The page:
A big surprise was that there were changes to the expression of 20% of proteins in the sixth brain region, the CB, which has previously been thought to be unaffected by AD. “Strikingly, the CB, which many think to be pathologically ‘unaffected’, shows a substantial number of protein changes,” the authors wrote. The changes were also distinct from those seen in the other three regions that are most affected.  “Our data strongly suggest that the CB is heavily affected by AD at the molecular level, at least in late stage disease … That the changes in CB are different from those seen elsewhere in the brain raises the possibility that, rather than being ‘spared’, the CB is affected in a different way to other brain regions and that, given it shows little pathology, these changes may reflect some level of active protection.”

Further analyses highlighted a number of biological pathways that were affected by AD, and in particular pathways involved with the innate immune response. “In AD, aggregates of Aβ can trigger both pathogen-associated and initiate immune responses, and a persisting elevation of Aβ may elicit a chronic reaction of the innate immune system,” the researchers suggested. “In this study, we observed strong evidence for the global activation of the innate immune response, including of the acute phase response, the complement system (classical and alternative pathways), and the coagulation system, consistent with widespread neuroinflammation, suggesting that this may be a relatively early (prior to atrophy) event in pathogenesis.”

Pathway-level analysis also identified Wnt signaling pathways, and those involved in apoptosis and cell cycle regulation, as being widely dysregulated in the most severely affected regions of the AD brain, and there was evidence of both global and regional metabolic defects. “Defects in brain metabolism and energetics are central to the pathogenesis of AD as evidence by epidemiological, neuropathological, and functional neuroimaging studies,” the authors pointed out.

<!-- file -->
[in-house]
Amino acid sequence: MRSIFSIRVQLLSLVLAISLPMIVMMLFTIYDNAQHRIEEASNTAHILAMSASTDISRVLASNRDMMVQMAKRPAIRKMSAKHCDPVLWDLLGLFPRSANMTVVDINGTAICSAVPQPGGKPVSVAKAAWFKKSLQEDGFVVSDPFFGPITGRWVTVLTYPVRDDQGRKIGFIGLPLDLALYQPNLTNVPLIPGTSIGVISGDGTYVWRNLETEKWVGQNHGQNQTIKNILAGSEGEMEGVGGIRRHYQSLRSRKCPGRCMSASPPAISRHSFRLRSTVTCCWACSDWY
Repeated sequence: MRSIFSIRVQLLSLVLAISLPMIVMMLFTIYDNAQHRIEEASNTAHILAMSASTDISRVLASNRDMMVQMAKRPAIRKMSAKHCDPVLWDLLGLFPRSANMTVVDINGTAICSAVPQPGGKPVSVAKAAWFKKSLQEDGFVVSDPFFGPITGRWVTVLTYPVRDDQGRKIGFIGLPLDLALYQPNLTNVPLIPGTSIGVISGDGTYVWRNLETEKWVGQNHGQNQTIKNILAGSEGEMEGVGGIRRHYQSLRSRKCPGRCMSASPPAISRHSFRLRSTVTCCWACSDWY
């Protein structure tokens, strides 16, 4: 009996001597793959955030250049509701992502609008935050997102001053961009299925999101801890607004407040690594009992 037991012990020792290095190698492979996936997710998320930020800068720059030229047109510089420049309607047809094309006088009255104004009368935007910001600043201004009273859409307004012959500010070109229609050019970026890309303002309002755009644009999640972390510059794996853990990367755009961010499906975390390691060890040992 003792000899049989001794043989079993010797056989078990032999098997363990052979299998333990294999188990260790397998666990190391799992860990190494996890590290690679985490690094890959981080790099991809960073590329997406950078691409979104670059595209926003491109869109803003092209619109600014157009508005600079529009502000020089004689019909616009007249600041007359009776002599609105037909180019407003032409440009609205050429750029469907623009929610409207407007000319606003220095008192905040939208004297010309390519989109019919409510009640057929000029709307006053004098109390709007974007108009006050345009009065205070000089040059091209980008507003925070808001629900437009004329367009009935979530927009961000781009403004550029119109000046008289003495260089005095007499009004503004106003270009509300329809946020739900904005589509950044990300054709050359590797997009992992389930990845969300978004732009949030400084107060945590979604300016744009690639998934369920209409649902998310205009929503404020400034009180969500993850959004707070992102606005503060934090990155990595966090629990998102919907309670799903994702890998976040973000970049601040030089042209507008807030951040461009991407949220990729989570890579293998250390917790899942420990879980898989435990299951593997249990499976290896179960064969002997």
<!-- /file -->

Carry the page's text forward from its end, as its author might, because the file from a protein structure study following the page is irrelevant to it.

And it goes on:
Interestingly, correlation network analysis identified four candidate genes, syntaxin binding protein 1 (STXBP1), collapsin response-mediator protein 1 (CRMP1), actin-related protein 10 homologue (ACTR10), and amphiphysin (AMPH), which might explain a “significant portion” of the protein expression response to AD, the scientists further noted. “Our finding that these four genes appear to be central to various pathological processes known to be involved in AD development is important, and suggests that further work should be performed to focus on the role of these potentially key mediators of AD progression.”

The team concluded that the study’s findings offer up new insights into the brain region specificity of AD both at the level of individual proteins, and at the level of pathways. “An association between extent of molecular changes and affectedness was observed for five regions, allowing us to delineate probably ‘early’ and ‘late’ changes in protein expression and revealing previously novel involvement of several pathways and processes,” the group noted. “The sixth region, CB, showed an unexpectedly distinct pattern of protein changes, suggestive of induction of a protective response.”

“We think that the changes we see in the regions affected later on represent early disease changes, present before cells die,” Unwin said. “These represent good new targets for drug developers, as we know it’s important to try to intervene early.”

“By studying thousands of individual proteins, this exciting research has generated a detailed molecular map of changes that get underway in the brain in Alzheimer’s disease,” commented Rosa Sancho, PhD, head of research at Alzheimer’s Research UK. “Making this information freely available online will help researchers to navigate the complex and changing environment of the brain in Alzheimer’s and identify processes that could be targeted by future drugs. There are over half a million people in the U.K. living with Alzheimer’s and there are currently no treatments that can slow or stop the disease from progressing in the brain. Pioneering research like this is driving progress towards new breakthroughs that will change people’s lives.”